Two men sit in front of the ruins of Derna
AYMAN AL-SAHILI / REUTERS
More than a week after the devastating flood disaster in Libya, the situation in the east of the country is still very confusing. While the rescue and recovery work is ongoing, the authorities are taking new measures to get the disaster under control. According to the news site "Al-Marsad", the Ministry of Health of the government in the east announced that the severely affected port city of Darna has been divided into three zones. Meanwhile, the risk of disease outbreaks continued to grow.
The hardest-hit area in Darna has been declared uninhabitable. It was only allowed to be entered by rescue teams, it said. The "fragile zone" – another area that was severely flooded – also poses a danger to the inhabitants. The third and final zone has been declared safe and habitable by the ministry.
At the same time, journalists and activists reported that they had been asked to leave the disaster areas. The authorities in the east had cited a possible obstruction of the rescue work and the danger of collapsing buildings as the reason. Some suspect that reports of a demonstration from the previous evening could have been the trigger.
Despair turns into anger
As the clean-up work progresses, anger among citizens is also increasing: hundreds of angry people demanded in front of a mosque in the center of the devastated port city on Monday evening that those responsible for the disaster be held accountable, as footage from the Libyan TV station Al-Mazar showed. According to eyewitnesses, protesters tried to set fire to the house of the now suspended mayor Abdel-Monim al-Ghaiti.
As a result of storm Daniel, two dams broke in Darna. Entire neighborhoods of the city of 100,000 inhabitants were washed away by the masses of water. The authorities are accused of not properly maintaining the dams and thus contributing to the disaster. The prosecutor's office began an investigation.
According to one expert, at least one of the two dams was built of earth and not cement. "The dam that collapsed was built only of sand and stones," Claudia Gazzini of the International Crisis Group think tank wrote on Tuesday at X, formerly Twitter. "The control tower and the huge sewer were made of cement, and both are still standing."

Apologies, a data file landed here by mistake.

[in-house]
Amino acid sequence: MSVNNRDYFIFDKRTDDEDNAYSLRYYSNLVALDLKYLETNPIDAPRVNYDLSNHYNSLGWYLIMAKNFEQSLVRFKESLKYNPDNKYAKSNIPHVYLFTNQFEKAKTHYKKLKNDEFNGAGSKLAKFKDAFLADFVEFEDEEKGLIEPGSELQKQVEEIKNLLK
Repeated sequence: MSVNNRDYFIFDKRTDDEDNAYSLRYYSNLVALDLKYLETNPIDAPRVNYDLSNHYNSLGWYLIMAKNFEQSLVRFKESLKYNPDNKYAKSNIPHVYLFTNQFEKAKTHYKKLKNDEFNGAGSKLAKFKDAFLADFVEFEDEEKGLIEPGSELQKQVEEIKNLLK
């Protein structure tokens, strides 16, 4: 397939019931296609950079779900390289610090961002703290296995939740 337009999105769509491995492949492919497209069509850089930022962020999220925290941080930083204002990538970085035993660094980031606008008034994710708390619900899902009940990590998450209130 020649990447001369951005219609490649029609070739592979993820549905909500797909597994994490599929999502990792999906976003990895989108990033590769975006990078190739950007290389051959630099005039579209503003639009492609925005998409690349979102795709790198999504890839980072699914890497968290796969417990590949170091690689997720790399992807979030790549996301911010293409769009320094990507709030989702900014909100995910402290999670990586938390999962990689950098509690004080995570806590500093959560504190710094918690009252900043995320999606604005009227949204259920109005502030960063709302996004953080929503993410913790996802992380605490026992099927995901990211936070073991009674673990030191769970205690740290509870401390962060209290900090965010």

Gazzini also published photos on X of her visit to one of the two dams about ten kilometers south of the port city of Darna. You can see the remains of a dam in a dried-up riverbed. According to a local resident, the basin filled up quickly on the evening of September 10 during the heavy rainfall, and after only five hours, water had leaked over the upper edge of the dam.
According to the World Health Organization (WHO), around 4000 fatalities have been identified. The government in the east put the number of officially registered deaths at 3338. Tens of thousands of people have been left homeless by the disaster.
Concern about contaminated drinking water
Due to the severe flooding, the water sources in the disaster region are also heavily contaminated with wastewater. Thousands of people no longer have access to clean drinking water. The International Rescue Committee (IRC) warned of a "rapidly expanding health crisis", especially in Darna. Dozens of children have already fallen ill because of polluted water, it said.
The United Nations was also concerned. In particular, contaminated water and lack of sanitation increased the risk of disease outbreaks, said a statement from UNSMIL, the UN mission in Libya. United Nations teams are working to prevent a "second devastating crisis in the region" and the spread of disease.
Meanwhile, a team from the United Nations Office for the Coordination of Humanitarian Affairs (OCHA) was also denied access to Derna. A spokeswoman confirmed the incident to the Reuters news agency.
"We can confirm that the search and rescue teams, the emergency medical teams and the UN colleagues who are already in Derna are continuing their work," OCHA spokeswoman Najwa Mekki said in an email to questions from Reuters. "However, a UN team was supposed to travel from Benghazi to Derna today, but was not given permission to continue their journey," she added, calling for unhindered access.
The EU pledged a further €5.2 million in humanitarian aid to Libya. The USA is also providing a further 11 million dollars (10 million euros).
Libya is effectively divided into two parts. The civil war country has a government in the West that is internationally recognized. In the east, where Storm Daniel has caused particularly great damage, there is a different government that is not internationally recognized. The de facto division complicates rescue operations.